They’re just not feeling the love.

A city in northwest Pakistan has banned Valentine’s Day celebrations, fearing that such practices could encourage obscene behavior, according to the BBC.

Kohat, run by a religious political party, borders Pakistan’s conservative tribal areas. The celebrations, although popular in some Pakistani cities, have repeatedly been criticized by hardliners who warn about the spread of un-Islamic Western values, The Express Tribune reports.

"Valentine's Day has no legal grounds, and secondly it is against our religion, therefore it was banned," Kohat district administrator Maulana Niaz Muhammad told the BBC.

The city’s government has told police officers to stop shops from selling Valentine’s Day-related items, but no action appears to have been taken against them so far.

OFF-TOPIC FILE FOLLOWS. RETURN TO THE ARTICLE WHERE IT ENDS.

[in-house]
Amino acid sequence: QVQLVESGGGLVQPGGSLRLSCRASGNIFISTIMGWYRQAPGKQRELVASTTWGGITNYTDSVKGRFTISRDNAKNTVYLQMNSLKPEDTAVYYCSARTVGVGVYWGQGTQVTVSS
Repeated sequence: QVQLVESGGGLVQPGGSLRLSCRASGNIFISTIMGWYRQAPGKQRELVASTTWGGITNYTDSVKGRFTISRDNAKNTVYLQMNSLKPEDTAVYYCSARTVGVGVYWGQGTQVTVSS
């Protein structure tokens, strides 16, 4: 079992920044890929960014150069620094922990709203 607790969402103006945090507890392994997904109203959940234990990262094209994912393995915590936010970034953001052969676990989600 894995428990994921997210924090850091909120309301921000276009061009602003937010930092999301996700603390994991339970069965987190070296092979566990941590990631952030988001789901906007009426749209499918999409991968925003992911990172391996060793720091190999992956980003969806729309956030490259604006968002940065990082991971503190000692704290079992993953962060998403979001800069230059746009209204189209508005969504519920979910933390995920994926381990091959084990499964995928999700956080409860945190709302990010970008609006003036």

Farther east in Pakistan’s capital, Islamabad, officials denied earlier reports that Valentine’s Day celebrations were banned in that city.

Three years ago in Karachi, Pakistan’s largest city, billboards decorated with a black heart urged residents to “SAY NO TO VALENTINE’S DAY.”

“Valentine’s is against Islamic culture. In our view, relationships are sacred. We have arranged marriages in this culture and people don’t get married for love,” Syed Askari, a spokesman for Jamaat-e-Islami, told The Express Tribune. “This is imposing Western values and cultures on an Islamic society."